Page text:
Martin Luther King Jr.'s "Letter

SAMPLE EXCERPT:

.. unjust treatment of Negroes in the courts... unsolved bombings of Negro homes and churches... These are the hard, brutal, an unbelievable facts."

In defending his position against the brutality of injustice in Birmingham, King assumes the role of both a moral and political authority in the defense of black American freedom and abolishment of black American slavery and injustice. His persona is divided in the letter: the gentler, more emotional King is used to appeal to his fellow black Americans, while the rational, political and religious activist King is used to defend and argue his position to the white American political and religious community. King's use of emotions to his fellow black American countrymen is used to effectively address the problem of injustice and inequality committed to them: "We know through painful experience that freedom is never voluntarily given by the oppressor; it must be demanded by the oppressed." This statement resounds of emotion and empathy to the black American society; King uses the element of ethos and pathos to effectively extend his message to his fellowmen. On the other hand, a harsher, more rational tone is used to condemn the injustices the political and religious community of the white American society had done to black Americans: "... I must confess that over the last few years I have been gravely disappointed with the white moderate... who prefers a negative peace which is the absence of tension to a positive peace which is the presence of justice..." And "I have been so greatly disappointed with the white church and its leadership... The contemporary church is so weak, ineffectual voice with an uncertain sound... The arch supporter of the status quo." The preceding statements from King's letter is argued through the use allusions to history, mentioning important events that happened in the world to emphasize his point about freedom, justice, and equality. These allusions to history and references to famous philosophers and well-known individuals in the world give a strong argument to his positions in the letter.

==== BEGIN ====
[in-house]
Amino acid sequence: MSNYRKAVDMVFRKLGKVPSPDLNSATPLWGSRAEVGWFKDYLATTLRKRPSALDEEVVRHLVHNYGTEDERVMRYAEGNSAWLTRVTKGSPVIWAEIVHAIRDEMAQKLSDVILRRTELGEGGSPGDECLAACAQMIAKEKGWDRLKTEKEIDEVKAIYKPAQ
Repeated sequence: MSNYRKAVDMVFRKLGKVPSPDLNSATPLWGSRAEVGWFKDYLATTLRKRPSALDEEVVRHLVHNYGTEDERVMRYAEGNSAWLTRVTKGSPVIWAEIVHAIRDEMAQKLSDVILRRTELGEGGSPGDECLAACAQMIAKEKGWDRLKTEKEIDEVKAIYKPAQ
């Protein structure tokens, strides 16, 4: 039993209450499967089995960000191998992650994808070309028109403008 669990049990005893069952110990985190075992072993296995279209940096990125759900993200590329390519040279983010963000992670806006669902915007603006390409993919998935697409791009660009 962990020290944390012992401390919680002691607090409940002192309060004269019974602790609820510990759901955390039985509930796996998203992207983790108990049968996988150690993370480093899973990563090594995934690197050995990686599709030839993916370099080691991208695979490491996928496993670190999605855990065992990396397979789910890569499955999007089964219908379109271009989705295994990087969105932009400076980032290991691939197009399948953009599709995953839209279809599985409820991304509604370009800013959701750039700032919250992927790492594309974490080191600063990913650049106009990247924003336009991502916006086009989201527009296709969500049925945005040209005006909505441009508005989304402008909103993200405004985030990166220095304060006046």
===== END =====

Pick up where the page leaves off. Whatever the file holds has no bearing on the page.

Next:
In conclusion, it is apparent that the elements of pathos and ethos were used in King's letter to argue and defend his position about the black American segregation in America. At the initial part of his letter, King uses ethos, or appeals based on King's character and validity as a defender of the black American cause. This is evident in his use of his position and the name is organization and his use of his position as a political and religious activist to effectively argue and make his point to his three main audience: the white American political and religious community, and the black American society. Pathos, or appeals based on emotions, are used to his argument addressed to his fellow black Americans, and also accompanies his logical arguments (logos) about the black American individual rights, freedom, and the equality of every man/individual. Through these three important elements of rhetoric, King was able to make a passionate, and very argumentative position and refutation against the criticisms thrown at him and his organization regarding their demonstrations admonishing the practice of racial prejudice, segregation, and slavery. Thus, the primary purpose of King's letter, which is to advocate for the abolishment of racial segregation and pushing for the freedom of black Americans in his white American- dominated society, is achieved through his broad knowledge and authority over issues of racial segregation, through his effective emotional appeals to the people regarding inequality and injustices to the black American society, and the presentation of "hard, brutal, unbelievable facts" to support his statements regarding the serious and dangerous effects of racial prejudice in the American society. In effect, King's position/stance against racial segregation is a strong one, because of the balanced and effective use of these primary rhetoric elements, which is dominantly present in his rhetorical letter from theā€¦